My Story
I thought I would share a bit about being published in these collections. I'm very happy with my Chicken Soup experiences, and part of that may be that I went into it with little expectations at first. I started with them because I had a few stories that seemed to fit what they were looking for, and I thought I had nothing to lose. Unlike some of the other markets and contests I was looking at, submitting to Chicken Soup could be done at no cost to me, and I didn't even need to worry about a postage stamp, because they had a…

All the Right Ingredients to Writing Advice

Last time, I talked about people in our lives that are pretty sure they know how to be successful writers, because they spent much of their time reading. Sometimes their advice can be a blessing, sometimes just the opposite. It is the same with the plethora of advice available from other writers. Have you checked out almost every book about the writing process from your local library at one time or another? Are your shelves lined with your own copies of "the-perfect-writing-advice-that-will-get-me-published-once-and-for-all"? Are you a member of multiple online writing communities? Do you hold your breath just a little bit when waiting from the critique from that "certain someone" in your writing group?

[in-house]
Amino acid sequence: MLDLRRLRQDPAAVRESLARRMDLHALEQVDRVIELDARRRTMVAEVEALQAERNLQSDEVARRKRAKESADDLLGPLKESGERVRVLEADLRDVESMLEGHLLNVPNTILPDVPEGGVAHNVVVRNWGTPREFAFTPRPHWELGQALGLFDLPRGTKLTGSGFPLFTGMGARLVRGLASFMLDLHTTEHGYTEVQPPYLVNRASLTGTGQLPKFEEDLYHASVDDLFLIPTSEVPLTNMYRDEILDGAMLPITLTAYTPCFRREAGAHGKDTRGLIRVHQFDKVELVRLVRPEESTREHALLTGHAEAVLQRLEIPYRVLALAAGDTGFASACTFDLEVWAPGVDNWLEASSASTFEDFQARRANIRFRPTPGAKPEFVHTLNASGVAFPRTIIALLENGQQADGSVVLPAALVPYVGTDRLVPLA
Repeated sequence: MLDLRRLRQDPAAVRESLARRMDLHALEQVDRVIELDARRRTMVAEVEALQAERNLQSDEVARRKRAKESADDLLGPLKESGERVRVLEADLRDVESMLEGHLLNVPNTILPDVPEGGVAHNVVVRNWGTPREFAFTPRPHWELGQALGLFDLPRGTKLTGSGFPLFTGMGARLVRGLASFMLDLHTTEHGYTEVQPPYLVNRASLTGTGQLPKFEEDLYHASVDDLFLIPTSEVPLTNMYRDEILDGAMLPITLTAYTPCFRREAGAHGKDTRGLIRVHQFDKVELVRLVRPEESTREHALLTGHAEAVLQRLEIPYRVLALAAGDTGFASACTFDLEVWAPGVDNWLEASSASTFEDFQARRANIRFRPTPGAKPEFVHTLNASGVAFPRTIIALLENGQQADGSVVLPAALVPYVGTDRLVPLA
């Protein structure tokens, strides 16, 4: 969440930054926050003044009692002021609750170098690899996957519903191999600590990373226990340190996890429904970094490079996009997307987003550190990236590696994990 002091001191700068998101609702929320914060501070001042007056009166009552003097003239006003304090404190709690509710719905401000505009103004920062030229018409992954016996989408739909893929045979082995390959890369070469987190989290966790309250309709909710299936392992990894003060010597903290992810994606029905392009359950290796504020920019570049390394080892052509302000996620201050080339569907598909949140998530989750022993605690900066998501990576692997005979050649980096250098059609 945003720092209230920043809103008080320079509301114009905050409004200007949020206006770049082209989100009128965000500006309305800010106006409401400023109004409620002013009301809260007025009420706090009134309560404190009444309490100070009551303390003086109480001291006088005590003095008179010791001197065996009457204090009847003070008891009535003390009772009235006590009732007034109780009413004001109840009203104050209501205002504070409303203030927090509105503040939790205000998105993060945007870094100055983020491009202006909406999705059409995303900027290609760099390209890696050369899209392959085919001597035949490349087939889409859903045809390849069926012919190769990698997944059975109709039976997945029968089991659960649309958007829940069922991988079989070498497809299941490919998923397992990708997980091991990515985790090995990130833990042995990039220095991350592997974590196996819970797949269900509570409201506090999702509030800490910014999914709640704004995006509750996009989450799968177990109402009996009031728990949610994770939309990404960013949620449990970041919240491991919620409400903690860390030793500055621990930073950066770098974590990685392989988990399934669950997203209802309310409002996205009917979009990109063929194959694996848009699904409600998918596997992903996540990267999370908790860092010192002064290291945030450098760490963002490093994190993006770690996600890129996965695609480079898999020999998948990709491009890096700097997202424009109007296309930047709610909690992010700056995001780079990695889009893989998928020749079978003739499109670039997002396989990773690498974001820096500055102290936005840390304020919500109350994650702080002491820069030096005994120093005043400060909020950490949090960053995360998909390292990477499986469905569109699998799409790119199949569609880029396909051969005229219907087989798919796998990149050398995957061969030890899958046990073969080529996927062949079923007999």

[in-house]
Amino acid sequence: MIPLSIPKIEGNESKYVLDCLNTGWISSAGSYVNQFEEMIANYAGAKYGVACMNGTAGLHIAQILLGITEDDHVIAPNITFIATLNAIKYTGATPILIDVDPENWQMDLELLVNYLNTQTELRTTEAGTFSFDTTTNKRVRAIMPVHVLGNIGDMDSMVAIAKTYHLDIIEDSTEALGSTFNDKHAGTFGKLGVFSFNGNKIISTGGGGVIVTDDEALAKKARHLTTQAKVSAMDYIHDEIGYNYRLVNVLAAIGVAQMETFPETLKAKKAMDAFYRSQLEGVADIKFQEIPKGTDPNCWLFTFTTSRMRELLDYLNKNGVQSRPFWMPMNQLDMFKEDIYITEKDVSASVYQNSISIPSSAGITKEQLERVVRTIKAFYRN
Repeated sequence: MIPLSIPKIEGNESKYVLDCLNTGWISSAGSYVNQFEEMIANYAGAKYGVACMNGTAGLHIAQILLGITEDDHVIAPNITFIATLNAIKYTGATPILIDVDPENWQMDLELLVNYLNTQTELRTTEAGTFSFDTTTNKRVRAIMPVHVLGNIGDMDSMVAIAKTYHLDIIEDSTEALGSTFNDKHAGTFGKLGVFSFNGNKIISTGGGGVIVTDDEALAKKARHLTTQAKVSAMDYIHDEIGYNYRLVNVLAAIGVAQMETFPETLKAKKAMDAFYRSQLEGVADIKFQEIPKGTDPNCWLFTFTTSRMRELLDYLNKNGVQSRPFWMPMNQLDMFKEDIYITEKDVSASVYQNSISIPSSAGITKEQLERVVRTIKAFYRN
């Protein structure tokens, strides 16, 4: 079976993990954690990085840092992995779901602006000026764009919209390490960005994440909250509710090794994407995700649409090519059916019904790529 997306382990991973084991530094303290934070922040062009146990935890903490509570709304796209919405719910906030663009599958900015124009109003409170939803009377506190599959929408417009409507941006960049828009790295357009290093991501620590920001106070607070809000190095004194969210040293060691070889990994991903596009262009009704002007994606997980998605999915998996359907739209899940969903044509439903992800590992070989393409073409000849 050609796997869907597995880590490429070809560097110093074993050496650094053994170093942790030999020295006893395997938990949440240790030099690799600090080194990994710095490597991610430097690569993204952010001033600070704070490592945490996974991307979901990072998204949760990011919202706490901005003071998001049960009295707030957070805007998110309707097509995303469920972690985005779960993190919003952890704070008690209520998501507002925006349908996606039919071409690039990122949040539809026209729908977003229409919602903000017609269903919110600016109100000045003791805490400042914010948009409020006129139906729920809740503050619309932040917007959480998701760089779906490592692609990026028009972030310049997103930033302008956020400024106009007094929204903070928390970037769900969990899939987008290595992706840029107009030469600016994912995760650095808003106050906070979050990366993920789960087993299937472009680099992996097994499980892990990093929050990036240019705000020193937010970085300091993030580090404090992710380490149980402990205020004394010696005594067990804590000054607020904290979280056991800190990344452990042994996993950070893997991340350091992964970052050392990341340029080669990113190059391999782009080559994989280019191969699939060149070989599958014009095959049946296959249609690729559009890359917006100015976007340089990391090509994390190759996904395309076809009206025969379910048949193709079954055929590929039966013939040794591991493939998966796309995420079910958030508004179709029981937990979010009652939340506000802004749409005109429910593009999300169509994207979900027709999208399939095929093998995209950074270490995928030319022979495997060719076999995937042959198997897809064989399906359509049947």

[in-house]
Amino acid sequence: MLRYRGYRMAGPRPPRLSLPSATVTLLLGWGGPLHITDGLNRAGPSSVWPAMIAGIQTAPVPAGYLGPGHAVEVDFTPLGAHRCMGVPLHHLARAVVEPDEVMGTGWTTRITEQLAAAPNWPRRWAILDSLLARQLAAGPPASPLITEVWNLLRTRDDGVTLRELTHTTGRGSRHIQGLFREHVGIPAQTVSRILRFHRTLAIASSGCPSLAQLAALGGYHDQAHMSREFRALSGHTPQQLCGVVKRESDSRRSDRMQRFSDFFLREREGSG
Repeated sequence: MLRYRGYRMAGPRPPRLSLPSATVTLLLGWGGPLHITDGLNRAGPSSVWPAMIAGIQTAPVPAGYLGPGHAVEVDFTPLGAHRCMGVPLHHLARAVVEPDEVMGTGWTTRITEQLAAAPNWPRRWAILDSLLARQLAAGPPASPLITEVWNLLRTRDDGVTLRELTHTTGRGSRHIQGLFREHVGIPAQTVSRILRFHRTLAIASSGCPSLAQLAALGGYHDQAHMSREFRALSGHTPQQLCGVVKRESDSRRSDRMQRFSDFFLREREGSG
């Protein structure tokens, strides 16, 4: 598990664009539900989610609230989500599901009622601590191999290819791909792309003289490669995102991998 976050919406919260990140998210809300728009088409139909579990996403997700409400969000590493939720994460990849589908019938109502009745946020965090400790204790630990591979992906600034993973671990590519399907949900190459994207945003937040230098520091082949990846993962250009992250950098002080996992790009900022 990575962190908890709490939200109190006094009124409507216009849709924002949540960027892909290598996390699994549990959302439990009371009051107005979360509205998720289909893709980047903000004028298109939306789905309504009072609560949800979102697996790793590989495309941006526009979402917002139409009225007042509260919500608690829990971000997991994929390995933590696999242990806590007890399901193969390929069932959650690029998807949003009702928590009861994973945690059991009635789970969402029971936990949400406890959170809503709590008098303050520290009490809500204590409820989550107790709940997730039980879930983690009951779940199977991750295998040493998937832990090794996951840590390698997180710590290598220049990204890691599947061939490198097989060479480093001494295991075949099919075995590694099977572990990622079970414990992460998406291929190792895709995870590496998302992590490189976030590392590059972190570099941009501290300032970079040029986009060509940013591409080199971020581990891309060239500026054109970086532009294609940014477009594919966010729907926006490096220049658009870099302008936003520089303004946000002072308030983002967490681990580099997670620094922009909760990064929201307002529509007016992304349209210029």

Yeah. Me too. And I don't think that gaining knowledge is a bad thing. We just have to be careful.

Don't Let Too Many Cooks Create a Recipe for Disaster
I love great food, I savor the tastes and textures of all kinds of cuisine; but unless I have specific, de…

Why Ghostwriting? Guest Post by Kelly James-Enger

Is it Time to Disappear?  Why I Became a Ghost--and Why you Should, Too
I never intended to become a ghostwriter. After all, why would I spend months of my life toiling away on someone else’s book? No thanks. I only wanted to write my own books, and that’s what I did.
I soon found, however, that the life of a book author wasn’t quite what I’d envisioned. I was working long hours, yet making less money than I had before, when I wrote only articles. The reason was simple—the time I spent promoting my books left me less time to write articles and other books, which cut into my income.
            Fortunately for me, I was approached by a nutrition expert about coauthoring her book. I found I enjoyed collaborating with her, but the real payoff came when we finished the manuscript. As the author, she now had to start promoting it—but I was all done!
That was enough for me. I decided to pursue coauthoring and ghostwriting, and “my” next book was ghostwritten for a client. (Typically a “coau…